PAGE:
Grind the following to a fine paste with a little water (only as much as you want):
Coriander - 1/2 a cup
Cashewnuts - 10-12/a fistful, soaked for a little while
Fresh red chillies - 2

Heat the oil and pop the cumin.

Lightly fry the paneer and then add the zucchini and carrot. Saute for a couple of minutes

Turn the heat down, sprinkle a little water and cover and let it cook till done (but I wouldn't want my zucchini to be shapeless).

Then, add the salt and the ground paste/liquid, whatever it has become.

Turn the heat up just a tad, mix well and simmer for a minute or two.


Don't forget Of Chalks and Chopsticks - get that imagination working and send me your entries by May 31.

Sunday, May 01, 2011

Of Facts, Fiction, Food, Chalks & Chopsticks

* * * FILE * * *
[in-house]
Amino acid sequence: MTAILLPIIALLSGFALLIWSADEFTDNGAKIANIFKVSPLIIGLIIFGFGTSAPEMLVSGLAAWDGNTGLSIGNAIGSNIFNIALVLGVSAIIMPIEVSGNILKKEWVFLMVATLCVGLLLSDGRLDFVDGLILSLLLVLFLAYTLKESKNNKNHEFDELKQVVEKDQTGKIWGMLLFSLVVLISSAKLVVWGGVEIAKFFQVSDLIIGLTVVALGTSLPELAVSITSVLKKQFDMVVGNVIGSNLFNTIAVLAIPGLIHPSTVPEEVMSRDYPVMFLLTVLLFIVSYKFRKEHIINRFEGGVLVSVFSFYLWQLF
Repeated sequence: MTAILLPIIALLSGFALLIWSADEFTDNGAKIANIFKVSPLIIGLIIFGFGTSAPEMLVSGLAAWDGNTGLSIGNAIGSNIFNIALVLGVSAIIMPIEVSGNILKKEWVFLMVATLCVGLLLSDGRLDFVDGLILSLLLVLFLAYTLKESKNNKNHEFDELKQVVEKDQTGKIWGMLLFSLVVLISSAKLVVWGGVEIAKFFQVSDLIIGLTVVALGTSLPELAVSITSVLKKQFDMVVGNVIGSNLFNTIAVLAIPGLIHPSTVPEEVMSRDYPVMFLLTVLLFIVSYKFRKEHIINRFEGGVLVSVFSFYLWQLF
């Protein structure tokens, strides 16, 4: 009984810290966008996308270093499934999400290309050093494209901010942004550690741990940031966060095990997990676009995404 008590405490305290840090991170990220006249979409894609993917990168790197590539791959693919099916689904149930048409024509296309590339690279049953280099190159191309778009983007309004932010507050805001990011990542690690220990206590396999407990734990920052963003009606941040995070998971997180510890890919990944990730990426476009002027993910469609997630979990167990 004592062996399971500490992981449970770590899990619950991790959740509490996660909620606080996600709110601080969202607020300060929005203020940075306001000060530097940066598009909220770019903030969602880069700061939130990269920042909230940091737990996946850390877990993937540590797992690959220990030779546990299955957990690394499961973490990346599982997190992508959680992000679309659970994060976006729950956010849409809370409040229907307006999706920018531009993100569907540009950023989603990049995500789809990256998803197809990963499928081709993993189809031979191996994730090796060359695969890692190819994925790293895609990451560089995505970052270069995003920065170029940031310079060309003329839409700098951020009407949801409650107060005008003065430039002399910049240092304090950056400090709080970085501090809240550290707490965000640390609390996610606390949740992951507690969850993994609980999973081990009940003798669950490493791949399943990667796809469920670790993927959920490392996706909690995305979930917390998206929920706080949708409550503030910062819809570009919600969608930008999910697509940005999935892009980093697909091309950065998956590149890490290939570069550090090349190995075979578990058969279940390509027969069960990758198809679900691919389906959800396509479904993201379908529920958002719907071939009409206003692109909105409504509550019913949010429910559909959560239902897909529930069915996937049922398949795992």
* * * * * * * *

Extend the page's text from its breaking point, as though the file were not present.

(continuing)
In the last few months, a few things happened that were rather stranger than fiction: Long-ago people I was busily and blithely investigating on the Internet got in touch; The Spouse misplaced his mobile phone only to find it on the slope of his car roof, after a 45-minute journey; and for the first time ever, in my entire life, someone told me I looked like the Telugu film heroines of yesteryear. I exchanged my 8-year-old-but-mint-condition fancy food processor for Rs 900 off on a no-frills mixie and wondered if it would ever forgive me for sending it away and almost checked it to see if it was shedding tears. It may be inanimate but couldn't it not have soul?